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Why do so many people suffer the slings and arrows of outrageous angst? Some twenty percent of us are afflicted with common Anxiety and Depressive disorders. That's not just nervous or scared or sad - that is painful dysfunction without obvious benefit. A new theoretical synthesis suggests that while animals share a set of evolved social instincts, we humans experience commonplace Anxiety and Depressive disorders when we use our reason to defy that biology.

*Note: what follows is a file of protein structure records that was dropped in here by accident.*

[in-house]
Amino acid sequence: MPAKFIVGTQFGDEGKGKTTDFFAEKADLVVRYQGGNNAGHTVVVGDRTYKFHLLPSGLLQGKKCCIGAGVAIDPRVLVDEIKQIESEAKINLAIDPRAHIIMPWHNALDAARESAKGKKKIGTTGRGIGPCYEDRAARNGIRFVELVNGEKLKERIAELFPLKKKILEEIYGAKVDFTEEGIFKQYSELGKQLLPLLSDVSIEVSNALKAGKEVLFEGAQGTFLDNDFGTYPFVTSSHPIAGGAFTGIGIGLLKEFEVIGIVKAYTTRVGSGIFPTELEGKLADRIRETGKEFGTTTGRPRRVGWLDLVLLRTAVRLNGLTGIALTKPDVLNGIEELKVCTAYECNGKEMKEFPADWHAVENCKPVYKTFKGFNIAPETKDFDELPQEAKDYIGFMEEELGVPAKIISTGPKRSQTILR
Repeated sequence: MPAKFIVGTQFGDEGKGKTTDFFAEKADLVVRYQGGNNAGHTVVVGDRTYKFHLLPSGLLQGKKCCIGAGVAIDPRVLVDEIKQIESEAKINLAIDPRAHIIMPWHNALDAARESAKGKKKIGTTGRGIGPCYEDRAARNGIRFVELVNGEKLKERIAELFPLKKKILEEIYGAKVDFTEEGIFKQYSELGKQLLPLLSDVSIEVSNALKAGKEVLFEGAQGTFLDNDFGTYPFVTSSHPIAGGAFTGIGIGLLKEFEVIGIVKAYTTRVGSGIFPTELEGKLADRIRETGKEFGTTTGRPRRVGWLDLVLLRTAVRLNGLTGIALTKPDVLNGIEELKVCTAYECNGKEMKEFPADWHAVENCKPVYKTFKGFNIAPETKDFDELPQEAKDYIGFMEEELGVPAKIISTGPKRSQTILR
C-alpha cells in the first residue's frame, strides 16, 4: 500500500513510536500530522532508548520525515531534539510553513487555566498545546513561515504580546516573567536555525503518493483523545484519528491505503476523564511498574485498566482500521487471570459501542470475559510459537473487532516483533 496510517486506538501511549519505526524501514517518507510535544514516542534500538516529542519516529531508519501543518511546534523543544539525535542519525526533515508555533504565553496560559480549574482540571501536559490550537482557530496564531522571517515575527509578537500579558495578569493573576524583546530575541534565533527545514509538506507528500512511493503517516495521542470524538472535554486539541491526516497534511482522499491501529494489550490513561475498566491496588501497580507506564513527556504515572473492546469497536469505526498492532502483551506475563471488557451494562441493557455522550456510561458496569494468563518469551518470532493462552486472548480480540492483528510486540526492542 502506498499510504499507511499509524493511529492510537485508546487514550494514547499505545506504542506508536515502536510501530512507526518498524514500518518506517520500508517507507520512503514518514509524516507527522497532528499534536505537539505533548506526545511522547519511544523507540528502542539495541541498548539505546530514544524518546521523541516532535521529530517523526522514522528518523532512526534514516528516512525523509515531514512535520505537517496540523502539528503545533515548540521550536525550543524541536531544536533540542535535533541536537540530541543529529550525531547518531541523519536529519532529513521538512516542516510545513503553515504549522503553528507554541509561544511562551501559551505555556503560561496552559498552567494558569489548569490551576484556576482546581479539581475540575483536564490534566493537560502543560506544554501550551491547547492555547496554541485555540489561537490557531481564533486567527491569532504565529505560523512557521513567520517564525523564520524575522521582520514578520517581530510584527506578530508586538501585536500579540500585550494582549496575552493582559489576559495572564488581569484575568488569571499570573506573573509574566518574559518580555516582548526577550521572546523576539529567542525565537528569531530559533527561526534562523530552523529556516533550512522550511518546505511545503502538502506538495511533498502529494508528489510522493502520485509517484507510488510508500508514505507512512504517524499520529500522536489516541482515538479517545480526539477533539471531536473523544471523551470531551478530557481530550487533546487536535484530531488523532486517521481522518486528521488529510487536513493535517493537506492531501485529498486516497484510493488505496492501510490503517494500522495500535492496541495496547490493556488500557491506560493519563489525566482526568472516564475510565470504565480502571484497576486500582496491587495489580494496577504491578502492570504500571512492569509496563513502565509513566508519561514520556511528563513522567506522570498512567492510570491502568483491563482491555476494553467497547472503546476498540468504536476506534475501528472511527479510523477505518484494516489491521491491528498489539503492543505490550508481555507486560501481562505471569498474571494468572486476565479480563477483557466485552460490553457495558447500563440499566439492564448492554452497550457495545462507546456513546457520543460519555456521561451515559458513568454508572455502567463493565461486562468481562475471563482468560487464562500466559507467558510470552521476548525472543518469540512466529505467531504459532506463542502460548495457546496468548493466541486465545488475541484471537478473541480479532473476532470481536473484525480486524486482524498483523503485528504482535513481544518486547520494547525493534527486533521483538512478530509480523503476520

Some twenty percent of us are afflicted with common anxiety and depressive disorders--not just brief bouts of nervousness or sorrow, but painful dysfunctions without obvious benefit. Why do so many people suffer from angst? In this path-breaking volume, engagingly written for the general public, psychiatrist Jeffrey Kahn reveals that angst ultimately results from our transformation, over tens of thousands of years, from biologically shaped, almost herd-like prehistoric tribes, to rational and independent individuals in modern civilization. Kahn looks at five basic types of modern-day angst--Panic Anxiety, Social Anxiety, OCD, Atypical Depression, and Melancholic Depression--and shows how each derives from primeval social instincts that once helped our ancestors survive. For instance, the "panic disorder" which prevents some people from flying may have originally evolved to keep our tribal ancestors from traveling dangerously far from home. Likewise, the increased emotional sensitivity to social rejection that now triggers episodes of "atypical depression" may have helped maintain polite behavior and social harmony in our ancestors. Our distinctly human civilization and rational consciousness lets us defy these social instincts. But those over-ridden instincts can resurface as stressful emotional disorders. Kahn notes that some of us painfully tackle this distress head-on, in ways that can advance intellectual creativity, social performance and productivity. He also describes the interplay of instinct with the advance of civilization, and on how evolutionary perspective explains why modern treatments work. Ranging from Darwin and Freud to the most cutting-edge medical and scientific findings--drawing from ancient writings, modern humor and popular lyrics, and with many amusing cartoons--Angst offers us an exciting new slant on some of the most pervasive mental health issues of our time.